Under the Ring
Nominator: Pearl Took
2007 Award Category: Races: Hobbits: Vignette
Story Type: Story ✧ Length: Short Story
Rating: General ✧ Reason for Rating: N/A
Summary: Merry overreacts when Pippin accidentally injures Boromir.
Reviewed by: Pearl Took ✧ Score: 10
This is a wonderfully unique story, to me at least. I don't know that I've seen many stories where Frodo gets so beautifully angry. It is something that doesn't happen much in the books, some in the movies, but that makes an interesting study. Also, Merry's anger is out of character. Intentionally out of character. We are getting to see the Ring affecting more than just Boromir and Frodo, which is all the books show. It is logical that it would have affected the others as well. It was getting stronger and stronger - why should it only affect the one wearing it and the one who so strongly desired it? The best way for it to divide the Fellowship would have been to get them bickering. This seemed to be the preferred method of Its maker as the Orcs were constantly arguing amongst themselves. Quite appropriately, near the very beginning of the story, Frodo feels that Merry's cruelty towards Pippin feels familiar, that it is like the weight he bears around his neck. Later, Merry thinks he sees a golden glint in Frodo's eyes and at the same moment, thinks he hears a hissing laugh. These are wonderful allusions to what is really causing the caustic behavior of the hobbits. Both hobbits push the clues aside. The characters in this are well written and believable. A wonderful look at what might have happened.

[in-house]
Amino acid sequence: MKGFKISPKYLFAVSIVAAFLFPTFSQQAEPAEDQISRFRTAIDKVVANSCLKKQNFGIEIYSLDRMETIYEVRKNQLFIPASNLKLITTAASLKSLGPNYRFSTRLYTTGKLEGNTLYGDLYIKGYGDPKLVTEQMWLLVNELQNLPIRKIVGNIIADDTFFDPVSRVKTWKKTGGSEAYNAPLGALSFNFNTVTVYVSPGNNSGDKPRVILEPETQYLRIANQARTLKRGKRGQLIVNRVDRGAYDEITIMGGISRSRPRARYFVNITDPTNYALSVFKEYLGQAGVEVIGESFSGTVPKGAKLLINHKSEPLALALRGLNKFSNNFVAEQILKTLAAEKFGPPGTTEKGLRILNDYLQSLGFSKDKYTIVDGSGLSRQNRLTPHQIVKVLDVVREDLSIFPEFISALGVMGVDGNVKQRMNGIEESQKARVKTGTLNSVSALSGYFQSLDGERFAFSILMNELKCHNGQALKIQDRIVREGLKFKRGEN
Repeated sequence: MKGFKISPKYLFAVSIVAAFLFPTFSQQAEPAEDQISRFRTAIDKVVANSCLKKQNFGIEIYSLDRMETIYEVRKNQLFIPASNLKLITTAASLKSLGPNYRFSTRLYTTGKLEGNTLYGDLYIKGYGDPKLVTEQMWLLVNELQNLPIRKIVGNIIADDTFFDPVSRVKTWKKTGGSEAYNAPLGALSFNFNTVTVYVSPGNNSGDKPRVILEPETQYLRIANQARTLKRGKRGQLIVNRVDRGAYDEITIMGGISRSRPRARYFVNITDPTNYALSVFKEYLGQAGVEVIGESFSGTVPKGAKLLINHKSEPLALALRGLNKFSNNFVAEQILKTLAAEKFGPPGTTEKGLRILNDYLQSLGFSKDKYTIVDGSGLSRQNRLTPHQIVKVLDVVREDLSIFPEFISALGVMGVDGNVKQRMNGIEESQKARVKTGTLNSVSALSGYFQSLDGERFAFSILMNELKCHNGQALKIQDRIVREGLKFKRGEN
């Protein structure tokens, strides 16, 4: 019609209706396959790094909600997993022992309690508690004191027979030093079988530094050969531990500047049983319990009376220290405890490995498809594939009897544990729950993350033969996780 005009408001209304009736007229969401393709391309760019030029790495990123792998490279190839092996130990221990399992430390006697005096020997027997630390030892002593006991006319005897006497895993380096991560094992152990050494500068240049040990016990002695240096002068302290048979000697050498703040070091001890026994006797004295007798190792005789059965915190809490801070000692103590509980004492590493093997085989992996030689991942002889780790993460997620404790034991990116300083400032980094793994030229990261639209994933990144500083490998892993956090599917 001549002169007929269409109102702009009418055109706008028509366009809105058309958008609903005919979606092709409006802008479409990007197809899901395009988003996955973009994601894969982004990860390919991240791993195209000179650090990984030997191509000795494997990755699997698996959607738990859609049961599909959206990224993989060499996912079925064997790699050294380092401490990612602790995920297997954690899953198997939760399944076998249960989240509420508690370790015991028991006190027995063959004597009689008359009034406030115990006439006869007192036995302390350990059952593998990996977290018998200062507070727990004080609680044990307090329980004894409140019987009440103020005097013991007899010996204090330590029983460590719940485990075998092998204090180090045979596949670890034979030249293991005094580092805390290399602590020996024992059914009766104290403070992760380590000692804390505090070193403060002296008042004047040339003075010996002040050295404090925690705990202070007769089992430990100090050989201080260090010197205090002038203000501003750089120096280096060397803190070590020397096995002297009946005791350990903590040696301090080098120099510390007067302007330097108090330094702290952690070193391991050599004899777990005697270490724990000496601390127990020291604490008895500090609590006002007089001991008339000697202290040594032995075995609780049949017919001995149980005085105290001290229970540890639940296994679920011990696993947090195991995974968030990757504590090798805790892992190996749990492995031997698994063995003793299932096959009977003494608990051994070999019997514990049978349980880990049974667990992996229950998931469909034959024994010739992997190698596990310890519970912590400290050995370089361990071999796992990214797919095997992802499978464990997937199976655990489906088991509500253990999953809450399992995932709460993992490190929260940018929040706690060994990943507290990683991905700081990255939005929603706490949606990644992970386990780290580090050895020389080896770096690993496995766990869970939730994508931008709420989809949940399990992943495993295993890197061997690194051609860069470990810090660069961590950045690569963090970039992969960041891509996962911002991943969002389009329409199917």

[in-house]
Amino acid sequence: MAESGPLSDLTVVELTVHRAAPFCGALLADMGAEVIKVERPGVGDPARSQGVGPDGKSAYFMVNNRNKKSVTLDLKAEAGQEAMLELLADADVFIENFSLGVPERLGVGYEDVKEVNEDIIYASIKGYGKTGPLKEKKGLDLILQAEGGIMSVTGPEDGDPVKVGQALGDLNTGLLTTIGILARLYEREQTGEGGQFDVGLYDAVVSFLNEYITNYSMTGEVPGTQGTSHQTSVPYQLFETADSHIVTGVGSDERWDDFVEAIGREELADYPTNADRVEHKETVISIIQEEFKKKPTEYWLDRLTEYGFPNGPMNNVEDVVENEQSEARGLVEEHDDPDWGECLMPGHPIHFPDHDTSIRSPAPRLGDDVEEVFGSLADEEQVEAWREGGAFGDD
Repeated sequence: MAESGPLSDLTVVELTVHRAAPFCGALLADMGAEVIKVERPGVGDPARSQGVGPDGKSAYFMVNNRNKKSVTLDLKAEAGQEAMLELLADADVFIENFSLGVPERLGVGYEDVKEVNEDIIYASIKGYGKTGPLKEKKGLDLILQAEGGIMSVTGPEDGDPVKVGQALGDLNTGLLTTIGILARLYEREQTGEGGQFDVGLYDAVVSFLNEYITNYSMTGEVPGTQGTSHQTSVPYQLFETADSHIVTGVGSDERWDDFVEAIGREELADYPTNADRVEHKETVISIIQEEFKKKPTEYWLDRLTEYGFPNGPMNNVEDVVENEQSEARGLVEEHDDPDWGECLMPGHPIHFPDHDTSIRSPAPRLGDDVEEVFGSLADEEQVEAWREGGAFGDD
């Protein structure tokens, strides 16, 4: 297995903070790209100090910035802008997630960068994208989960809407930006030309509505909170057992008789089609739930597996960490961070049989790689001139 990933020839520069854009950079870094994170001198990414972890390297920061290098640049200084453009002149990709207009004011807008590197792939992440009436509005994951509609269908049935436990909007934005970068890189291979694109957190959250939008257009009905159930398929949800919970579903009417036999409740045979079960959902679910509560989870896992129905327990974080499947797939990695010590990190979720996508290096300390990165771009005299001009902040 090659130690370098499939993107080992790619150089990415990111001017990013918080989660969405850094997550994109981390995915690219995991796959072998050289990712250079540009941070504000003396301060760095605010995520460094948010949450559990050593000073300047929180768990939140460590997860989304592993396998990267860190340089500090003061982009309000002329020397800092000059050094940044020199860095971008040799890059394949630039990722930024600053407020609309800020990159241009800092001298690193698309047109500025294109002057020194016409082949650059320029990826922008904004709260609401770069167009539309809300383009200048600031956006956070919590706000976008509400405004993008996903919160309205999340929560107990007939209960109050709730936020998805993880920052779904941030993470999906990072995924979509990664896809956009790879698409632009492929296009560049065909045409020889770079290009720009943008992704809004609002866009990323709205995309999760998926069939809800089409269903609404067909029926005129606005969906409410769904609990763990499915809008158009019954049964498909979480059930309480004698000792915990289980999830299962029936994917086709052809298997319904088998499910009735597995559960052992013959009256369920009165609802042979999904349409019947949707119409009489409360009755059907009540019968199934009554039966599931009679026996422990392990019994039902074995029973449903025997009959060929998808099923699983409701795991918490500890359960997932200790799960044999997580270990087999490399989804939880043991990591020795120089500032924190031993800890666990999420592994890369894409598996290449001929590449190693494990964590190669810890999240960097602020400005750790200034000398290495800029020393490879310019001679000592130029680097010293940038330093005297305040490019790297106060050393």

Reviewed by: Larner ✧ Score: 3
Pippin has accidently hurt Boromir while practicing, and Merry overreacts, only to find Frodo overreacting to him. The Ring rejoices momentarily to have overwhelmed the Ringbearer, and Merry is left to contemplate the effects of discipline and disappointment. Very effectively done.
Reviewed by: Nancy Brooke ✧ Score: 2
Very interesting characterizations here, and interesting to examine the more subtle effects of the Ring on Frodo and the general stress and mourning for Gandalf, on all of them.